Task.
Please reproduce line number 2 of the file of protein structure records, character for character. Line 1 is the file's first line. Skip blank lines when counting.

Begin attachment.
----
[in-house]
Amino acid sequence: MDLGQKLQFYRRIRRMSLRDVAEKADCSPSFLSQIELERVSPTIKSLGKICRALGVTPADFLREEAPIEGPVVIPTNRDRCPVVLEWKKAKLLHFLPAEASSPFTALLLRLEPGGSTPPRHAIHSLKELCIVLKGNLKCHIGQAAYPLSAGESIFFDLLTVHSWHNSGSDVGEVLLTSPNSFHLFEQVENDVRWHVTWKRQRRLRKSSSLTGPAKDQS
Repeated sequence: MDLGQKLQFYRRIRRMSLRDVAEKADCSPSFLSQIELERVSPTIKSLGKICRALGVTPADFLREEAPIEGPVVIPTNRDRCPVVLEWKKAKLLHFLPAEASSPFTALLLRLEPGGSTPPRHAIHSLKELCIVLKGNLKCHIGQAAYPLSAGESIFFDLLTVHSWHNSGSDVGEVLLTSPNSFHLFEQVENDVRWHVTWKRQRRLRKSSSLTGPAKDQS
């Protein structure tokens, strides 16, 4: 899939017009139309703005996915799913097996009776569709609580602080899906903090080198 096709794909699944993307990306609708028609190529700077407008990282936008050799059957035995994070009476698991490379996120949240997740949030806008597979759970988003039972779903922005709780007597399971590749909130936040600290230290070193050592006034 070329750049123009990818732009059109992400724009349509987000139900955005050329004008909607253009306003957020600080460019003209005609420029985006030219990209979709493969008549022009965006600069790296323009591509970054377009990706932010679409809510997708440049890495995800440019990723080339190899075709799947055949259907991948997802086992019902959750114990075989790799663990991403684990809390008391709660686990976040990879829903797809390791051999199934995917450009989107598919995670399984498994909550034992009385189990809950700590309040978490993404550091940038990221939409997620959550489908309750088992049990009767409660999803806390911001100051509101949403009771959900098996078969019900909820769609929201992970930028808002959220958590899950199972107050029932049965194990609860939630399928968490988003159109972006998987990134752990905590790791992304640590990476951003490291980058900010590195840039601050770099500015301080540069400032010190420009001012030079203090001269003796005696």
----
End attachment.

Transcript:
Amino acid sequence: MDLGQKLQFYRRIRRMSLRDVAEKADCSPSFLSQIELERVSPTIKSLGKICRALGVTPADFLREEAPIEGPVVIPTNRDRCPVVLEWKKAKLLHFLPAEASSPFTALLLRLEPGGSTPPRHAIHSLKELCIVLKGNLKCHIGQAAYPLSAGESIFFDLLTVHSWHNSGSDVGEVLLTSPNSFHLFEQVENDVRWHVTWKRQRRLRKSSSLTGPAKDQS